I’m trying to think of an actual chick event movie (‘Prada does not count) that had serious pre-release hype. The only ones I can think of are Bridges of Madison County in ’95 (remember how omnipresent that book was?) and Runaway Bride in ’99 (it was the de-factor sequel to Pretty Woman and Julie Roberts was really at the height of her box office powers). Thoughts, any one? Any others?

  11. Geoff says:

    One more thing – as we speak, Disney is working on deals to get production going on a Grey’s Anatomy or Desperate Housewives movie during the next hiatus. Mark my words, one of those movies will come out in the summer of 2010.

  12. polarbear2 says:

    Why doesn’t “Prada” count?

  13. djk813 says:

    Ally McBeal: The Movie with a cameo by Harrison Ford.

  14. Geoff says:

    Polarbear, Prada doesn’t count because it did not have “event movie” hype – the book was popular, but the movie was not, by any means, heavily anticipated.
    Trying to think of some other female “event films,” but it’s kind of a stretch. I guess you could count The First Wives Club in ’96 – the trailer had a huge response and the hype was pretty big for a September release.
    Oh, of course – Waiting for Exhale in ’95. Definitely a female event film, if there ever was one. The book was huge and it was Whitney Huston’s follow-up to The Bodyguard.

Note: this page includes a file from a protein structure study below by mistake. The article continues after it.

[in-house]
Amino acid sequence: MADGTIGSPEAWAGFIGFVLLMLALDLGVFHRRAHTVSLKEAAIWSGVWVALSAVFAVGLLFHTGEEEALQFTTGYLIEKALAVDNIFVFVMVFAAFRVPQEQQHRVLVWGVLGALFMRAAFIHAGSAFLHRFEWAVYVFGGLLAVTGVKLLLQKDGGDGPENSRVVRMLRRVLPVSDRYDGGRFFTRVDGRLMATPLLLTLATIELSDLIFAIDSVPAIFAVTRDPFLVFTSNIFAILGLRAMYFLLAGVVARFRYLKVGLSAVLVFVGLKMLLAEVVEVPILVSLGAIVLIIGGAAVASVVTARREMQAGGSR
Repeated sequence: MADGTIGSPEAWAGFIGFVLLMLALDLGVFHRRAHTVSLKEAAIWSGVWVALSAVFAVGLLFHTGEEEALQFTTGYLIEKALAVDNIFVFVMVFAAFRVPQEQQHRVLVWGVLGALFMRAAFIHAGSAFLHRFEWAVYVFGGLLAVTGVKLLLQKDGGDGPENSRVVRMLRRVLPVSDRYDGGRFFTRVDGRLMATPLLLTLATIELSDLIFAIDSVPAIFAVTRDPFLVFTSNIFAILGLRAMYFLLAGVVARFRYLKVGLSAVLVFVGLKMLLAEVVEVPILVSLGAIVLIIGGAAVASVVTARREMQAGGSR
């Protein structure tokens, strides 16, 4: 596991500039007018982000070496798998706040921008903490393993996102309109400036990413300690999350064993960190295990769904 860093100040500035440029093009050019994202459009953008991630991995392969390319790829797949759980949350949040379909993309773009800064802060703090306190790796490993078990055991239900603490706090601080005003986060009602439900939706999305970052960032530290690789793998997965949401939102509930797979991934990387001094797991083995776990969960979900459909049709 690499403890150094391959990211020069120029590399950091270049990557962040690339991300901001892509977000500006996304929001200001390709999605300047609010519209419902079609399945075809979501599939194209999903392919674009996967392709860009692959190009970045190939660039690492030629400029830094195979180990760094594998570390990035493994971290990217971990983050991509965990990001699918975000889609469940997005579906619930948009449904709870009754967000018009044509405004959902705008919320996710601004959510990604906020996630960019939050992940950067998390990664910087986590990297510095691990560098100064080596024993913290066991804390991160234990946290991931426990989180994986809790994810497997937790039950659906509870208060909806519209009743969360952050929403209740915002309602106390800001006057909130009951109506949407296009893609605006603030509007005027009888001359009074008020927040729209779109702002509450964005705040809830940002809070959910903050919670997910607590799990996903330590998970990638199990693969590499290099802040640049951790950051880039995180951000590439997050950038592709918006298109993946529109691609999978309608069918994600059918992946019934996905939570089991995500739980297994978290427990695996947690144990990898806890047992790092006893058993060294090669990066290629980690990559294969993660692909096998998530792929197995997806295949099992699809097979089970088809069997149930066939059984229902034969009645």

Geez, were there any, this decade? Does Monster-in-Law count? It was Jane Fonda’s comeback.

  15. The Devil Wears Prada wasn’t anticipated? Did you go see that movie on opening weekend? That trailer was genius and definitely got people anticipating it.

  16. ployp says:

    Does the first Bridget Jones count?

  17. Geoff says:

    According to Fantasy Moguls, it did $28 million on opening day – there you go, I actually think the best comparison is The Simpsons, at this point. I can imagine the opening and final numbers being almost identical, which means $200 million is probably out of the question.
    Indy held OK at about $14 million and is probably going to eke its way to $300 million. Iron Man is holding amazingly well and actually has an outside shot of passing Indy, at this point.
    The Strangers was a shocker and could do about $17 million, this weekend.
    Ployp, Bridget Jones is actually a perfect example – however, from what I remember, they did not immediately open it wide and I am not sure why.
    Kamikaze, sorry, but ‘Prada just does not count – NOBODY, I mean nobody expected anything from that movie, maybe a middling gross. Yes, the trailer was well-received, but I doubt that Fox even spent $20 million marketing it – it came out the same weekend of the Superman juggernaut, which was no juggernaut. It was a surprise hit, but not an event film, upfront.

  18. Chucky in Jersey says:

    The trio Geoff refers to should be “Baby Mama”, “Made of Honor” and “Vegas”. All 3 had their release dates locked in.
    “Forgetting Sarah Marshall” is (1) NOT a chick flick and (2) was to have opened opposite “S&TC” but got moved up.